In the eyes of my firstborn, our second baby was uninvited, uncalled for, and unnecessarily cramping our style big time. (Funny, that sounds a lot like my mother-in-law.) Looking back, the poor kid had every right to feel like she lost a bit of the parents who were once devoted only to her, but who were now obsessed with a scrawny being who made everyone tired and the house a total mess.
At first, she completely ignored the baby. She would literally try to sit in my lap while I was nursing, pushing the baby aside like a rejected Boppy pillow. Big sis was determined that her life was not about to change because of the arrival of this slightly jaundiced, bundle of so-called joy.
For a while, her rejection of siblinghood was a OK. Maybe I was just too sleep deprived to notice, or maybe it was that the baby slept all day for the first couple of weeks. But by week three, when the newborn realized she could cry (actually scream like a banshee), her big sister took notice and was not impressed. She walked into the kitchen while I was failing miserably with the breast pump and unleashed her grievances that went something like:
“I asked you for a puppy!
I didn’t ask you for a baby sister.
All you do is sit with the baby all the time.
You never play with me.
You are always busy.
I don’t want to play with Daddy.
I want to play with you.”
My firstborn honestly believed there was a way for us to bring the baby back to the hospital — and come home with a unicorn. Damn you parents out there who buy your kids overstuffed life-sized unicorns. Now my kid wants one! For a while, I really was afraid to leave her in the same room with the baby, in case she decided to dress (aka smother) her with princess Elsa outfits or something.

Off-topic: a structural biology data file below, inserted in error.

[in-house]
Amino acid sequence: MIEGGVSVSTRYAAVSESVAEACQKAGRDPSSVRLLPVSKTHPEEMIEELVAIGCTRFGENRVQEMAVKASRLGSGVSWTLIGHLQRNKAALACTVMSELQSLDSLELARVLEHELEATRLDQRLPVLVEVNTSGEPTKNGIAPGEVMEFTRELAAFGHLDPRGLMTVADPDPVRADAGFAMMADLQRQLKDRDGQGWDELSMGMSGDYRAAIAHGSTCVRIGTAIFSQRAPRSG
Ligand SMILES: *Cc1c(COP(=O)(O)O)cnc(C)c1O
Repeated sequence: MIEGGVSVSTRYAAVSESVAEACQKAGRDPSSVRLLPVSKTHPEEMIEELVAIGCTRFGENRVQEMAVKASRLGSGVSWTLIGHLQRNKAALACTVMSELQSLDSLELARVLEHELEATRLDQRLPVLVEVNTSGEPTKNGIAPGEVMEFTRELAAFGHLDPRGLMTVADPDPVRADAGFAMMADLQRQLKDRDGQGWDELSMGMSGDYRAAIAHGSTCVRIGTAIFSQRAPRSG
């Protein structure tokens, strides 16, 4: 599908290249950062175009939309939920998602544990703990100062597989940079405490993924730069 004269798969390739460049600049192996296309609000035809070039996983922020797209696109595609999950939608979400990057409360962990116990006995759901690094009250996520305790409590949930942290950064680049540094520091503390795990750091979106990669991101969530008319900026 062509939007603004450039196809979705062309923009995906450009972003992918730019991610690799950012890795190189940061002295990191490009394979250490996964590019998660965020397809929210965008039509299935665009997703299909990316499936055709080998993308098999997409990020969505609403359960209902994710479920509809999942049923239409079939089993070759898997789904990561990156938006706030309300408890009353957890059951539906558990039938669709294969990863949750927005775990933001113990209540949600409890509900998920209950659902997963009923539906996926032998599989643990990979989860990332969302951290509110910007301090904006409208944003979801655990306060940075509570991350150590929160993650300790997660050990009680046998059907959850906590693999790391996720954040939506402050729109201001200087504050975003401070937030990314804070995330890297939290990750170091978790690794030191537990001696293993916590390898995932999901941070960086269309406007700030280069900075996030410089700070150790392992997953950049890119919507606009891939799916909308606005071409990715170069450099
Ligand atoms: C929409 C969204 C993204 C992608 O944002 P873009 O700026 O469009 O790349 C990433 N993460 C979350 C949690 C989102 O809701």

Then one day it all changed. The baby was sitting in her car seat wailing. I was running around frantic, trying to find my keys, and my eldest reached down and gave the baby her pacifier. Just like that, the baby instantly stopped crying. That was the turning point for her sister who proudly declared:
“I made her stop crying!”
From that moment, big sis and little lump were side-by-side from in the morning when they woke up until they went to sleep. Somehow big sis even managed to endure incessant crying while sharing a room with her sleep-training sibling. Yes, you can sleep train a baby in the same room as another sleeping child. Three-year-olds are capable of being dead asleep like a passed-out drunk sailor. Nothing’s going to wake them.
Today, the girls are so in love with each other they literally “miss” each other during the school day because they are in different grades. When one goes to the doctor for a needle she always asks for a second lollipop for her sister. Shoe store lady giving out stickers? “One more for my sister please.” (This could be so that they don’t have to share with the other, but I’m going to go with cute, thoughtful sibling love dammit.)
The girls are fine. I on the other hand still struggle with feelings of wanting to “return” their father or maybe just temporarily bury him in a pile of Elsa dresses, but that is another story.
Brought to you by the book, ‘Babies Ruin Everything,’ now available from Imprint, a part of Macmillan Children’s Publishing Group.